beth kolar

'Isolation and individualism are one of the greatest barriers to sustained mission.'

Thank you Brandon for those words.

tim bergren

Thanks for a great conversation, Dave. I think it's significant that Jesus modeled a rhythm of life for us to imitate as we engage in God's mission: "rest/abide" leading to "mission/fruit" and back again...

If kingdom-work (mission) doesn't bear fruit, pruning is sure to be around the corner. Burnout, I think, is often a "pruning"—the Father's reminder to us that unless we abide in him we won't bear fruit. Apart from the vine we WILL wither. Mission is a fruit of of a vine-empowered branch.

Helen Lee

What a fabulous discussion! I'm learning so much reading through everyone's comments! A couple quick thoughts in answer to Dave's question about how to build these ideas into the fabric and identity of the church:

1) I remember an interview I did with a pastor who says that at their church, they are constantly talking about living missionally because people are in varying stages in how they respond to the message. Some are ready to live on mission right then and there, but many others are along different points of the spectrum, and so you have continually be speaking to that breadth of people in different places at the same time. I guess I am saying that it's more a circular rather than a linear process.

2) How about thinking systematically and holistically about how a missional emphasis will affect each and every department/program in the church? How does it affect small groups, children's ministry, women's ministry, etc.? Then schedule when you'll share stories from each of these different parts of the church and keep the cycle going. If a church is shifting towards a missional identity and doing so in a strategic way that touches each component of the church, I imagine that people will surely start to notice that this is not just a program or a temporary change, but a thorough transformation at work.

3) Lastly, I'm reminded about this famous quote:

Watch your thoughts, they become words.
Watch your words, they become actions.
Watch your actions, they become habits.
Watch your habits, they become your character.
Watch your character, it becomes your destiny.

What this quote implies to me is that transformation takes time. But if you are striving to influence people's thoughts, if you are giving people a new language to use to talk about living on mission, if you are celebrating the actions of those who "get it," then hopefully little by little what initially were isolated actions will eventually become habits, and so on.

Of course everything I have just written is purely theoretical. I haven't yet seen any of this happen with my own eyes. Look forward to seeing more from the real missional church practitioners on this topic!. =)


Dave, you asked how we are to sustain these practices. I think Beth touched on one way and that is to have a core group that you can connect with, that provides a genuine, honest, exposed level of support and accountability. Without it we can quickly become isolated like Brandon described. And that can send us quickly to burnout, like Tim mentioned.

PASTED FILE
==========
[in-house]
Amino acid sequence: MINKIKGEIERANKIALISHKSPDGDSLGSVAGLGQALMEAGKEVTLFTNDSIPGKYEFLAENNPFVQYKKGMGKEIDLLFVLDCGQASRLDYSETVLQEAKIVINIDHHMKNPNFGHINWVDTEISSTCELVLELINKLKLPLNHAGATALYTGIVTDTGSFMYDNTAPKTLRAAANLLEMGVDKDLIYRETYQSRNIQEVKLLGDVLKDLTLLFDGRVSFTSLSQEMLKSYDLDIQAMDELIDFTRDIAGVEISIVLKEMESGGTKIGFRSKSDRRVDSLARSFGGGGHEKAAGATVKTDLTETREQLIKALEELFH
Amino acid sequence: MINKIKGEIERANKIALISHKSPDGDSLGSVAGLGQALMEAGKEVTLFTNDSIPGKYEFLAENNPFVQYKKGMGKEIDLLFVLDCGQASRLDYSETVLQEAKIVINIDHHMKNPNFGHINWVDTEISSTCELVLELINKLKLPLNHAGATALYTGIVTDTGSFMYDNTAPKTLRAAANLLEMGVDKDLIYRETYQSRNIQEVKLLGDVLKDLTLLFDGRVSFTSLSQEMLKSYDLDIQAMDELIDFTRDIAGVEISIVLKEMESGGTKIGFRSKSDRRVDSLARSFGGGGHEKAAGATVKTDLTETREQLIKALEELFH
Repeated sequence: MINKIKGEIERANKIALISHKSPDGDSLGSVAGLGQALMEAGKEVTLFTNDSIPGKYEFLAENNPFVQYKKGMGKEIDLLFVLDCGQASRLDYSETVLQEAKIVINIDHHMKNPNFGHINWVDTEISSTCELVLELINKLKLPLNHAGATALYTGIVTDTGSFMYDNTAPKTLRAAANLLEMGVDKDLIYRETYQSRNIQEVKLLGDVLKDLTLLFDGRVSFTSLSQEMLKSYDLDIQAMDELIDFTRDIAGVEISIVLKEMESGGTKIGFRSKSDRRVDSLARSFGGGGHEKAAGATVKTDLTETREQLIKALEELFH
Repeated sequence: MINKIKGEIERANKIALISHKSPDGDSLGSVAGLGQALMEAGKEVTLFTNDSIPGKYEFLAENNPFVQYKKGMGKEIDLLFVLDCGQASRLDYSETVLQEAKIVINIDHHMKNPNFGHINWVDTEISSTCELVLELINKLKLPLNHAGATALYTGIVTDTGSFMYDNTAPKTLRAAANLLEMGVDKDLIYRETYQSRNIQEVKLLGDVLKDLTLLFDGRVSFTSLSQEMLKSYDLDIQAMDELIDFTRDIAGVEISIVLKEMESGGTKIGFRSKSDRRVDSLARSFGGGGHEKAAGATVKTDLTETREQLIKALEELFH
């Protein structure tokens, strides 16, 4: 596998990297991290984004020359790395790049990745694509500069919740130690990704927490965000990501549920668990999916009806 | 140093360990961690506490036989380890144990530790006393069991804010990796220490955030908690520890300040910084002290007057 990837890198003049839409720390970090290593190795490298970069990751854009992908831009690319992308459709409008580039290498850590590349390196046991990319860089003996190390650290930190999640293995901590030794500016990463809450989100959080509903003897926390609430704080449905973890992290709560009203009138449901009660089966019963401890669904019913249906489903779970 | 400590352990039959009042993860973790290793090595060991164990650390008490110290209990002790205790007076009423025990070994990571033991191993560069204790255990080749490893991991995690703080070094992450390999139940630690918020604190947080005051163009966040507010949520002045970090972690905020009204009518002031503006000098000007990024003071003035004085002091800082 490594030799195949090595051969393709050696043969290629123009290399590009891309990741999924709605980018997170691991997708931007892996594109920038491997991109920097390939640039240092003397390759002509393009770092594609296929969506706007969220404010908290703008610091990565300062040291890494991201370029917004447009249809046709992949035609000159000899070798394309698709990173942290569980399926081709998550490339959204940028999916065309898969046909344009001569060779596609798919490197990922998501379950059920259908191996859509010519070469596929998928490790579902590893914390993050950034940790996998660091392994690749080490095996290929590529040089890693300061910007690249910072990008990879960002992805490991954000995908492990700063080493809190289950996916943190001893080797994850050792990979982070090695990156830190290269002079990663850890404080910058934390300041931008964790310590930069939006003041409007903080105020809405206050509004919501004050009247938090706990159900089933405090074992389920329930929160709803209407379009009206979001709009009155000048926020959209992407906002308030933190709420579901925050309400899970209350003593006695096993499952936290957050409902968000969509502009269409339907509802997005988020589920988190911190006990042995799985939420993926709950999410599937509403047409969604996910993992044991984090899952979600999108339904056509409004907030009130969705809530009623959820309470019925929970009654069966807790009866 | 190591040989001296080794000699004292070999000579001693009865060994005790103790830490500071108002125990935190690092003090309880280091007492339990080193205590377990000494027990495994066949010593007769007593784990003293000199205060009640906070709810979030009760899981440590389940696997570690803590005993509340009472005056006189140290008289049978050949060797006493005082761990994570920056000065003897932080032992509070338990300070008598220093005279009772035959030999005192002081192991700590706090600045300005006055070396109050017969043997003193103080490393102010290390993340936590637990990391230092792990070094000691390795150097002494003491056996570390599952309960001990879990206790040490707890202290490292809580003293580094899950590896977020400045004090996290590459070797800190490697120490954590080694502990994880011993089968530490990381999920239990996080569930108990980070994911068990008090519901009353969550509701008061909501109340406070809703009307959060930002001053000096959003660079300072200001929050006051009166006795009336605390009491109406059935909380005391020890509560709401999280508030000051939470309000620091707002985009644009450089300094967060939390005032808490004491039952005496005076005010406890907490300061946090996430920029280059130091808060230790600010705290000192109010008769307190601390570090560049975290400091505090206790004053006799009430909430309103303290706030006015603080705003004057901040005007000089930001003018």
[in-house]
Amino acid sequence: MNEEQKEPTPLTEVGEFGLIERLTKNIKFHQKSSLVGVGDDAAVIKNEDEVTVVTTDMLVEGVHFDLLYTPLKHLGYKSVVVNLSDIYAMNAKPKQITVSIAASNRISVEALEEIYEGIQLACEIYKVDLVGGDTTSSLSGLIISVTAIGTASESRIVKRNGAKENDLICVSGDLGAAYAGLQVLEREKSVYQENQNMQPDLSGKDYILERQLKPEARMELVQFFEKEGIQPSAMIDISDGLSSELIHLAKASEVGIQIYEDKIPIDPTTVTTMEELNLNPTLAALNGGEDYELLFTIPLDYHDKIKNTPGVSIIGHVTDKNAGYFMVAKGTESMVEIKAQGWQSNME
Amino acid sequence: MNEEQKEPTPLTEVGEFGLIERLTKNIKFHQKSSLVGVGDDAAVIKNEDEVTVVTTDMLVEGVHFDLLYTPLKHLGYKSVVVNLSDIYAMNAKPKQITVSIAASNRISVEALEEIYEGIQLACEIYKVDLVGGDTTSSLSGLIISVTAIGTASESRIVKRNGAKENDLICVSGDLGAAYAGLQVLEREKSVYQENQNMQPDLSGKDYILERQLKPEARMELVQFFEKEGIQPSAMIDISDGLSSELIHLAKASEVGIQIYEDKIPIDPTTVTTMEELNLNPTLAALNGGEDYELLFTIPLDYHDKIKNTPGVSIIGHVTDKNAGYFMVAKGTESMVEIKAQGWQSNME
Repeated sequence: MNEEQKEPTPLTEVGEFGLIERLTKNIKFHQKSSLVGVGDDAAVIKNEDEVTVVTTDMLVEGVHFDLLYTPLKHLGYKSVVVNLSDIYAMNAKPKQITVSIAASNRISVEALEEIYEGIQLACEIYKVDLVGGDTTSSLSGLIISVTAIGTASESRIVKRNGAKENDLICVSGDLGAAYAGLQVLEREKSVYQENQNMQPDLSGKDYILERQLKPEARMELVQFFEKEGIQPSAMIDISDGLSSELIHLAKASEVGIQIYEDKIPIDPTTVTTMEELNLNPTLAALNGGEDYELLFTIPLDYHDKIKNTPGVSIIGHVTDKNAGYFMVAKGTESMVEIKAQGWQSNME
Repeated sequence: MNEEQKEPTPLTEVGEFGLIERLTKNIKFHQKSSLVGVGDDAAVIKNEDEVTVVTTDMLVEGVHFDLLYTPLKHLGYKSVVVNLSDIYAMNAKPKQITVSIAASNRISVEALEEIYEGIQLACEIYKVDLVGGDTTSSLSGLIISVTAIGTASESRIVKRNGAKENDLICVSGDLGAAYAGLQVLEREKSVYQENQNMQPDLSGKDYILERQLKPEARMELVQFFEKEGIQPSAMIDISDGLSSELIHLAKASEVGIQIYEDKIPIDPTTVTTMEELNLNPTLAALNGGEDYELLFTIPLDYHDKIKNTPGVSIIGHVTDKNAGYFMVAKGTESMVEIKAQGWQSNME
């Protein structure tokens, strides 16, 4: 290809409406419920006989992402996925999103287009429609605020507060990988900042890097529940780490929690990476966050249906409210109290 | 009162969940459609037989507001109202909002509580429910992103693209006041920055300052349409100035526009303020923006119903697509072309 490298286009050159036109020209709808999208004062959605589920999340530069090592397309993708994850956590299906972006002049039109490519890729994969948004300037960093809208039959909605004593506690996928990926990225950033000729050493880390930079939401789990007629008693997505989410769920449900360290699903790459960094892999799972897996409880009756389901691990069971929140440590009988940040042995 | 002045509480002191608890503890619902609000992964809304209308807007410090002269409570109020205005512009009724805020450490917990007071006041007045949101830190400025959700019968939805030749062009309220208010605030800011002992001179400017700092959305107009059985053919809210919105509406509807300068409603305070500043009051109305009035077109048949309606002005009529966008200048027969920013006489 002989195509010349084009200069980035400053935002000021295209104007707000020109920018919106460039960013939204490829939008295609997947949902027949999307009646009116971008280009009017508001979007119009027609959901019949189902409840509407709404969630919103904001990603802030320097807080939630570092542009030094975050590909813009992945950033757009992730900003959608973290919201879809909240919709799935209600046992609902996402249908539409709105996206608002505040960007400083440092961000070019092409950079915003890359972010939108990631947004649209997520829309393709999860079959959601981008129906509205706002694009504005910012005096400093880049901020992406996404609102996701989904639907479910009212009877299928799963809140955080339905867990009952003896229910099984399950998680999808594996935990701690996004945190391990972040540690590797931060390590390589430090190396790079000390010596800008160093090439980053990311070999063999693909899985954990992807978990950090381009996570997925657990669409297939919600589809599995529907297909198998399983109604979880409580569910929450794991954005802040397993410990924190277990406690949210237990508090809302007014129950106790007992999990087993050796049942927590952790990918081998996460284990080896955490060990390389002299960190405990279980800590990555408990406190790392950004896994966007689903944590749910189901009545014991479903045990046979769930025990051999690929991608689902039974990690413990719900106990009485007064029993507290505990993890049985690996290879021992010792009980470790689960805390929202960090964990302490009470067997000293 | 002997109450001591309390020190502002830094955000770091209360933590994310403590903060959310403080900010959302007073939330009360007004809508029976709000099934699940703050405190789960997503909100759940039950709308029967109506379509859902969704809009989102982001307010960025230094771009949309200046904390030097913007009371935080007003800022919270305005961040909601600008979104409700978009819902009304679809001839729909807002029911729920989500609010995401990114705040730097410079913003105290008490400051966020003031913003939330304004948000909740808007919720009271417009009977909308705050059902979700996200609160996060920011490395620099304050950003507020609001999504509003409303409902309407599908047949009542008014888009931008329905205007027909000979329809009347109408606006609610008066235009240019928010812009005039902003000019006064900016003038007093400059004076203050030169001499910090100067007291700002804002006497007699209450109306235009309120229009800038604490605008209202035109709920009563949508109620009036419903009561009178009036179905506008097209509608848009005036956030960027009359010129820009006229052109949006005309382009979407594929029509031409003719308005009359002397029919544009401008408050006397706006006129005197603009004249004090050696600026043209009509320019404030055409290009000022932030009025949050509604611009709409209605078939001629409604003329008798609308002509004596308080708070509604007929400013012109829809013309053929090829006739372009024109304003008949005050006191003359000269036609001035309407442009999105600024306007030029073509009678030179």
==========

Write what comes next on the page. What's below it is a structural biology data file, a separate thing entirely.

What encourages me the most is finally seeing and understanding that any individual who seeks God's moment by moment direction, can be missional exactly where they are. I'm excited to get an altered view of what mission means and what my mission is.

In the core group I'm blessed to be a part of right now, we are taking the time to really stop and look at our immediate surroundings. It's not as simple as it sounds, but its a phenomenal exercise...to simply identify whatever and whomever is directly in front of us, and look for the opportunities to love. And then I have a place to regroup and share to help me recharge and refocus and move forward.


Our simplechurch is middleclass, suburban, and meets in free space with a volunteer shepherd. We own nothing and we owe nothing so we can give everything away every month through the hands of participants. If a person of need or Spirit sent mission cause has no been God-sent by the end of the month we pass out $20 or $100 bills to all adults and ask them to watch for someone God brings their way in coming weeks to give a hand up with it

You should hear the stories. As we give away food/clothes/toothpaste/school supplies/water wells/bibles/cash/med expenses/church planting resources...persons are helped & moved, but the hovers are overwhelmed with the opportunity they've had to be Christs hands/heart/voice/compassion in another persons life. Some have Come to Christ after being the giver!

It has transformed our expectation and practice as Gather and follow Him

A good two page summary can be found at www.greenchurch.info on article #5...What a gathering looks like.

If a church can't give everything away all year I encourage them to give everything away for one predetermined month. Imagine what would happen in the community...in congregation...in offering each week of that month!!! I'm thinking it would so revolutionize the spirit of the church that the staff would look for ways to do it often.

It catapulted us from discussing missions to be infected with it.

Alan Hirsch

Haha! I did make the 80% up for sure. It was just a guess. I could say it another way, probably only about 10% of us think our way into a newa way of behaving. :)

Dave Ferguson

Thank you Alan! I think you just proved my hypothesis that "85% of all stats are made up on the spot!"

And thank you for everyone else for chiming in.

One of my take-aways from this conversation is the need for a rhythm of PRACTICE & DEBRIEF. I think we need have missional PRACTICES that we (preferably) do as a group or as an individual and then a group of people with whom we DEBRIEF about how it is going and what we need to do differently. That kind of rhythm seems very important for sustaining a missional movement.


There is a great place for letting the fruit of the spirit (Gal.5:22-23) find expression in mission work.
Ultimately through prayer and sensitivity to the Holy Spirit we can be successful, as we are colaborers together with Him.
We also must have the boldness to act accordingly when He gives specific instructions

MK @ Teach Sunday School

That is a powerful statement! I've actually written it down on an index card and taped it over my desk—it struck a chord with me. I've long believed that in order for us to adopt new behaviors or beliefs, we must act. Talking about it isn't enough—we simply have to walk the walk if we're going to talk the talk, so to speak.